Farming focus in June for BSSS

Jun 14, 2024 | Blog

[Updated 3 July 2024]

Farming was the topic of the month of June for the British Society of Soil Science.

Zoom into Soil webinar | WSDG Event | Open Farm Sunday | Groundswell | Lincolnshire Show

Research on soils and enhanced understanding and engagement with soils is essential for many sectors including agriculture, and part of our mission is to promote research and education, both academically and in practice, and build collaborative partnerships to help safeguard our soil for the future. We understand how vital soil is to sustaining life on Earth, producing our food and sustaining rich ecosystems.

This year’s World Environment Day brought that into sharp focus and also the challenge that confronts us. Soil is essential to all life on Earth: producing 95% of our food, supporting biodiversity, storing carbon, and mitigating flooding. Yet, land degradation continues at an alarming rate and human activity is putting our soils at risk. It is important that we all do our bit to protect our soils.

As the leading UK society for soil scientists, we wanted to provide more information on this topic and therefore, the theme of farming and agriculture in relation to soils has been the focus of BSSS activities for this month.

Zoom into Soil

This theme was covered in our latest Zoom into Soil webinar at the start of June. We welcomed Don Lobb, former farmer and long-time soil advocate from Canada, and Prof. Andrew Neal, research scientist at Rothamsted Research, as they discussed sustainable farming on soils.


The webinar covered Sustainable Soil Management and also Navigating Trade-offs for Optimal Soil Function. These were important topics that sparked much discussion and engagement between the presenters and the attendees watching live. This linked in regenerative agriculture more widely, something that is a hot topic now in the sector. It is great to see initiative such as the Six Inches of Soil film highlight these topics and explore them in creative ways to engage a wider audience. The film is an inspiring story of British farmers standing up against the industrial food system and transforming the way they produce food – to heal the soil, benefit our health and provide for local communities. BSSS member, Hannah Bowley, gave her thoughts about the film and the wider context.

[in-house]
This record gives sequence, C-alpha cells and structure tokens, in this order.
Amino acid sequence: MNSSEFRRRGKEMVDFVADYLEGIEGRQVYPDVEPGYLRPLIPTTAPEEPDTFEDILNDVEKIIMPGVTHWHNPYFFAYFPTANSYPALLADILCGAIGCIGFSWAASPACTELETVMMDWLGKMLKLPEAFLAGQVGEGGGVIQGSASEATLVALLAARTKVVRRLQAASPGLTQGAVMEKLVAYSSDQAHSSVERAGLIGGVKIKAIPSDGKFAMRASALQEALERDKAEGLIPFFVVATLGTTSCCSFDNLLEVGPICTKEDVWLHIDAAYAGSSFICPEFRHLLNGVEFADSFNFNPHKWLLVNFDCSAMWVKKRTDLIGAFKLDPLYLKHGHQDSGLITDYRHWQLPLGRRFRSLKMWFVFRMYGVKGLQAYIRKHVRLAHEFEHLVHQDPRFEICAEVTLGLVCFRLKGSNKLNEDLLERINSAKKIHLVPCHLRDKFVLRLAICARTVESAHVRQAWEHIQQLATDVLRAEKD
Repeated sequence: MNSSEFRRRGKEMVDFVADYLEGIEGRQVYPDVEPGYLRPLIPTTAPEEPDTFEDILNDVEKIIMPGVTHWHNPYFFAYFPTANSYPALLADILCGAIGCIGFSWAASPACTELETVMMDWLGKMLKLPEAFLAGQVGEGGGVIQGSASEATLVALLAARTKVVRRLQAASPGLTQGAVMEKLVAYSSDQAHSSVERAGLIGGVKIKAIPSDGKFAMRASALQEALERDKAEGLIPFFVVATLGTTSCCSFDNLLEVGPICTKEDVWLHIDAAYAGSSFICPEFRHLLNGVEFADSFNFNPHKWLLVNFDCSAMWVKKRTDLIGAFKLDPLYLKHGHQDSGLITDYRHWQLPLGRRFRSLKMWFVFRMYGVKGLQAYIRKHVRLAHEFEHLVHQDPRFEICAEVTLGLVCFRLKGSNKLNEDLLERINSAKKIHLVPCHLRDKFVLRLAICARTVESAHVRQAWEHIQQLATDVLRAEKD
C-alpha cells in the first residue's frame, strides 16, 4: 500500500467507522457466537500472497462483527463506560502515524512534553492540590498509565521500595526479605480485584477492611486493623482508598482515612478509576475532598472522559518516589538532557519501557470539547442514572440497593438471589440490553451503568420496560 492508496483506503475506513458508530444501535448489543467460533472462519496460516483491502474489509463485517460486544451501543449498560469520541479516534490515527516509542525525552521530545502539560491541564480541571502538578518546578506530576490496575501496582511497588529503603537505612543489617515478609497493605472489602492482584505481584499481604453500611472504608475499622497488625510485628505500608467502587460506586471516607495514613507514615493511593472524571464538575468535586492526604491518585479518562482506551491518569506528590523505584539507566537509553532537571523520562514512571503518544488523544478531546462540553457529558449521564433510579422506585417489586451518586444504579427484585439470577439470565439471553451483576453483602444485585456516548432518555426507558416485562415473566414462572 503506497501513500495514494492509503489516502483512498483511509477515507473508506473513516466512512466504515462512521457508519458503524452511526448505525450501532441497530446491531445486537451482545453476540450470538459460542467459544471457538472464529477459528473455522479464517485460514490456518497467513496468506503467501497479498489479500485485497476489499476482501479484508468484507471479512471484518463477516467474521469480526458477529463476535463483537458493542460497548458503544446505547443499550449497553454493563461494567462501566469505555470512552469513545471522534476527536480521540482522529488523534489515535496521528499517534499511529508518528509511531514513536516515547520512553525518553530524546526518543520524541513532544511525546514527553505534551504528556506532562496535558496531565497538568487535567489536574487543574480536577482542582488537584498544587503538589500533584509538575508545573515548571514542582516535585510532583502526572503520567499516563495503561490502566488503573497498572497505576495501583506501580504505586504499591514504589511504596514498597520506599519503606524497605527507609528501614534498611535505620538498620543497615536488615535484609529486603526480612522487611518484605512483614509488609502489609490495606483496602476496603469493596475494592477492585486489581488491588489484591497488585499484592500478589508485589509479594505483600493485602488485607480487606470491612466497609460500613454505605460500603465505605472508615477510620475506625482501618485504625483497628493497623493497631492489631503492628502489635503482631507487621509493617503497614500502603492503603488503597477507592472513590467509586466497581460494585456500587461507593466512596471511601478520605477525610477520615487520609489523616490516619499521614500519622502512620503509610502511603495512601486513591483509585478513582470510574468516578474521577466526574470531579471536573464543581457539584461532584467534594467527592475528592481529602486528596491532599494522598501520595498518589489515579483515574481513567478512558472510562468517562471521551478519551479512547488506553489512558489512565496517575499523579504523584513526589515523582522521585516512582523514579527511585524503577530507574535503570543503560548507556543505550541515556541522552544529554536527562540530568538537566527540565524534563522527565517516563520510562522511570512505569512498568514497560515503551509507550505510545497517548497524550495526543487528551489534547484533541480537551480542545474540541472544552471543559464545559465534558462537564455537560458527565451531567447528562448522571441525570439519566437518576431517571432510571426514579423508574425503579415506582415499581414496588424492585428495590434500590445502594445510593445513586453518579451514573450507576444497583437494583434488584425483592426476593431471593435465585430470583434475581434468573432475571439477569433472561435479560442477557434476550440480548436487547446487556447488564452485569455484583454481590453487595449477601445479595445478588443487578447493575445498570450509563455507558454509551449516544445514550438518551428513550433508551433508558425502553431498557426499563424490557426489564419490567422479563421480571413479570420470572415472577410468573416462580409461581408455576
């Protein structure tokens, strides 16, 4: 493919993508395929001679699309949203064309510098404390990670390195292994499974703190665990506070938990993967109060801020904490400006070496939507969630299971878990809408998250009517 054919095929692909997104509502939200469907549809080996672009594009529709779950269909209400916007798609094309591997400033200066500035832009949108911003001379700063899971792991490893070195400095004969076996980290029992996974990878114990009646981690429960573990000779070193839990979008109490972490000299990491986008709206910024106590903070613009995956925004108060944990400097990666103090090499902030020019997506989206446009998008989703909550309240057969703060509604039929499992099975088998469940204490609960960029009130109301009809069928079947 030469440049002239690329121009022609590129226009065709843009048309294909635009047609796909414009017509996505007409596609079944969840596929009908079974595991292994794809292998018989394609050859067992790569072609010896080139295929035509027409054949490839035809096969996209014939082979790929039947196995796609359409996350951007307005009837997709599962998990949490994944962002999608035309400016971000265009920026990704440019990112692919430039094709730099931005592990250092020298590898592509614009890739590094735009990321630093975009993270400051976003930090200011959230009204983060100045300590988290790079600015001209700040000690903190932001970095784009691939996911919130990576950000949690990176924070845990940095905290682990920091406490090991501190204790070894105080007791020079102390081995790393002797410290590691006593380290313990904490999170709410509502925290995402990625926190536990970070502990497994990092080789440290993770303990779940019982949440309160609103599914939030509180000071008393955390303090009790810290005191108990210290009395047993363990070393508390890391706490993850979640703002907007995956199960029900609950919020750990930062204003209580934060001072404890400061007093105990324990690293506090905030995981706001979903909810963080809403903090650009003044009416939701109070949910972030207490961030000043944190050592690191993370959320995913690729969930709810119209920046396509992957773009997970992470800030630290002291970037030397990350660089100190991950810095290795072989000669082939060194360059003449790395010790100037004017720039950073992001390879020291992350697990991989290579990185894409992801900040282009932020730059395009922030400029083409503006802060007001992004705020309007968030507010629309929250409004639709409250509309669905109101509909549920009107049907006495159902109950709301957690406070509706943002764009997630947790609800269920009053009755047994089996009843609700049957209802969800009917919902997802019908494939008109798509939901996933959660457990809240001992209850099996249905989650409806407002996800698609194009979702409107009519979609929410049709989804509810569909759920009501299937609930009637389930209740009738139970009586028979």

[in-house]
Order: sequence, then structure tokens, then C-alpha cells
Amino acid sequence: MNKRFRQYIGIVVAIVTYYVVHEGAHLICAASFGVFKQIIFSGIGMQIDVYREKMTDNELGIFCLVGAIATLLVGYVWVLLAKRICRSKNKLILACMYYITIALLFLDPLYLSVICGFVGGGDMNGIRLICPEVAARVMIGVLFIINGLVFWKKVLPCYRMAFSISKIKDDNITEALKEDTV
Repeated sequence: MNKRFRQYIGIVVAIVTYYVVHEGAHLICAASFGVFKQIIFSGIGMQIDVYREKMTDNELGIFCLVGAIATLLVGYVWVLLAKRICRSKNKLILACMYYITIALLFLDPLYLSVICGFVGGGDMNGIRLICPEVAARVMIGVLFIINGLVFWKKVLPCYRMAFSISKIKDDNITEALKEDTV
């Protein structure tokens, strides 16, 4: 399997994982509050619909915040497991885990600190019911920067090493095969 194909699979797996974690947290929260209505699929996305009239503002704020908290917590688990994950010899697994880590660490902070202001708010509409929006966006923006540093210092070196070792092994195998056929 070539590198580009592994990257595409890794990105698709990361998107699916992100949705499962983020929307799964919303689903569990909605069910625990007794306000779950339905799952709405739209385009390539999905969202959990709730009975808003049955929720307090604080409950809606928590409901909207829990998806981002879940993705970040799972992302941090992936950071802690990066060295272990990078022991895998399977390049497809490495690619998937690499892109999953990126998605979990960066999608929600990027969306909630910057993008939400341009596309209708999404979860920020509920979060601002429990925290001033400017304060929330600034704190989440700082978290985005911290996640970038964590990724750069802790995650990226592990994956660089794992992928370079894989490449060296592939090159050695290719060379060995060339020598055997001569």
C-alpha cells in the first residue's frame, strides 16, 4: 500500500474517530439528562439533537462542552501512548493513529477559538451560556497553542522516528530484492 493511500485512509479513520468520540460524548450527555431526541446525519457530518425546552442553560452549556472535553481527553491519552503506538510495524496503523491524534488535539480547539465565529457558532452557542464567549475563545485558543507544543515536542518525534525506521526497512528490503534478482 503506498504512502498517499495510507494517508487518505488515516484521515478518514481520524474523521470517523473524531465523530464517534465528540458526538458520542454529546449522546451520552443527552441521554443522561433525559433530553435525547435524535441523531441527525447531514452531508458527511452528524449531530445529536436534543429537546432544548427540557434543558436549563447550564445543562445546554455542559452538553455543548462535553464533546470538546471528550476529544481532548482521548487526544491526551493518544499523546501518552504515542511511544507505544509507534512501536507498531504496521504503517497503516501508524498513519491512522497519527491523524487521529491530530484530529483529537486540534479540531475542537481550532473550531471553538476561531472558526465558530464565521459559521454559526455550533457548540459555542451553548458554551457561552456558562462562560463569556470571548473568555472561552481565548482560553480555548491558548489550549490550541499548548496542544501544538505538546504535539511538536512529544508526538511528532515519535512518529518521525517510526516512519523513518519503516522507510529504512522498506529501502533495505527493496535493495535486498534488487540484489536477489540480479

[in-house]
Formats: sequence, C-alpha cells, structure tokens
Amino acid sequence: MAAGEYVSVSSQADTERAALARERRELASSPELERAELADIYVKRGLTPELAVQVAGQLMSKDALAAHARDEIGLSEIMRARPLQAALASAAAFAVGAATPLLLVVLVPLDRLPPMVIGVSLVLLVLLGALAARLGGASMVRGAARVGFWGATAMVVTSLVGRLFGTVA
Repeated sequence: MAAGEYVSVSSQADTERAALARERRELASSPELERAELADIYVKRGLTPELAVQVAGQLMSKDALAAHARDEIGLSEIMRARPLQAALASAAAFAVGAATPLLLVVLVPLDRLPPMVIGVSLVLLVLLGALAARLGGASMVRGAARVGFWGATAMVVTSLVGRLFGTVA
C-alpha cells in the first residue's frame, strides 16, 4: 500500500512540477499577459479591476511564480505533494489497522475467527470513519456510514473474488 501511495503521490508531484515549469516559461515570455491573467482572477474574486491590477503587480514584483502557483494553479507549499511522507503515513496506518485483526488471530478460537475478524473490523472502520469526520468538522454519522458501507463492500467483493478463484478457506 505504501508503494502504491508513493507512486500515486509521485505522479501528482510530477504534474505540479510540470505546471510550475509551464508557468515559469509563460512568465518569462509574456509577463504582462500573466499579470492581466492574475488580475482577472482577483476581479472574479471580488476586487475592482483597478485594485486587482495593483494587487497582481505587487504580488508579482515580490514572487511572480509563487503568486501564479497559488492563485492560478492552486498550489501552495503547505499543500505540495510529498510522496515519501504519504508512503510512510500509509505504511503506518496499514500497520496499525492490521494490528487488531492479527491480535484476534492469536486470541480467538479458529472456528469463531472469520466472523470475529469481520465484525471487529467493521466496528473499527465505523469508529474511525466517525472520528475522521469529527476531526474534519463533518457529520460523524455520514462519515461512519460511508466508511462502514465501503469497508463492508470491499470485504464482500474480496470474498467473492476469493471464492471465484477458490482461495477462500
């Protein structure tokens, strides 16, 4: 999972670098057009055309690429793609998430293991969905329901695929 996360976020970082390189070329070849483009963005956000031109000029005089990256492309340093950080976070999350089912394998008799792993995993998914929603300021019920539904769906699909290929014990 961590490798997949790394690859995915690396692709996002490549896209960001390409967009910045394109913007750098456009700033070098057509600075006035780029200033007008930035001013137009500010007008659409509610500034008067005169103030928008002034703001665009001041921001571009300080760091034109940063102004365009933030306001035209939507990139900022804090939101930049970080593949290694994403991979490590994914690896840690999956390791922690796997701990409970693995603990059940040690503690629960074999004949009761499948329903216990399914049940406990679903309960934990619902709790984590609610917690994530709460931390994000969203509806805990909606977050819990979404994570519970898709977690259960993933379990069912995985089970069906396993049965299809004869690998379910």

“I work as a soil chemistry researcher in agriculture, so was thrilled when my local screening of SIOS was a sell-out, with 200 members of public in the audience. After the film we discussed learning points from the screening, and ways in which non-famers can help improve the quality of soils, both in our own plots and when buying food. Such was the enthusiasm that we held a second screening and discussion session the following month, where plans were made for specific community action. In my work I am finding more interest from farmers as to how they can manage their land positively for soil “health” and these local events show that there is a matched interest in the wider community. I very much hope that this momentum can be captured and used to grow awareness among communities, policy makers and food growers, that soil is a precious resource which deserves respect, care and protection from us all.”